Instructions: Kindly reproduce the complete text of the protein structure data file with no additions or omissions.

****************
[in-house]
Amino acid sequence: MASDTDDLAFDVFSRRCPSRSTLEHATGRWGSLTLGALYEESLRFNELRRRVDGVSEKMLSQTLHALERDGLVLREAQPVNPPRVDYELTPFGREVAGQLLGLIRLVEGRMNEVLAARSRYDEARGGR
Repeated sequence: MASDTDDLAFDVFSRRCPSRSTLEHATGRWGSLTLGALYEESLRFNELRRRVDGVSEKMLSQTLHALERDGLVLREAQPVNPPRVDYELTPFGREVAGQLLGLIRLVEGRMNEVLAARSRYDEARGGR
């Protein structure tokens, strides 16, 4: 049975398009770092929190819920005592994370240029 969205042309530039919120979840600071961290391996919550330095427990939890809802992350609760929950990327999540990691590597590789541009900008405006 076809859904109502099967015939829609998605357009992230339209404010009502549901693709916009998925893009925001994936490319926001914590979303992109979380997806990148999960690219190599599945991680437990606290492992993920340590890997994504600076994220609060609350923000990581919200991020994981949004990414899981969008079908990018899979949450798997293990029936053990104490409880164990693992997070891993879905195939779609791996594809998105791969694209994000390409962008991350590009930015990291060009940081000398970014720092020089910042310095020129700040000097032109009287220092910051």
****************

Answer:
[in-house]
Amino acid sequence: MASDTDDLAFDVFSRRCPSRSTLEHATGRWGSLTLGALYEESLRFNELRRRVDGVSEKMLSQTLHALERDGLVLREAQPVNPPRVDYELTPFGREVAGQLLGLIRLVEGRMNEVLAARSRYDEARGGR
Repeated sequence: MASDTDDLAFDVFSRRCPSRSTLEHATGRWGSLTLGALYEESLRFNELRRRVDGVSEKMLSQTLHALERDGLVLREAQPVNPPRVDYELTPFGREVAGQLLGLIRLVEGRMNEVLAARSRYDEARGGR
């Protein structure tokens, strides 16, 4: 049975398009770092929190819920005592994370240029 969205042309530039919120979840600071961290391996919550330095427990939890809802992350609760929950990327999540990691590597590789541009900008405006 076809859904109502099967015939829609998605357009992230339209404010009502549901693709916009998925893009925001994936490319926001914590979303992109979380997806990148999960690219190599599945991680437990606290492992993920340590890997994504600076994220609060609350923000990581919200991020994981949004990414899981969008079908990018899979949450798997293990029936053990104490409880164990693992997070891993879905195939779609791996594809998105791969694209994000390409962008991350590009930015990291060009940081000398970014720092020089910042310095020129700040000097032109009287220092910051």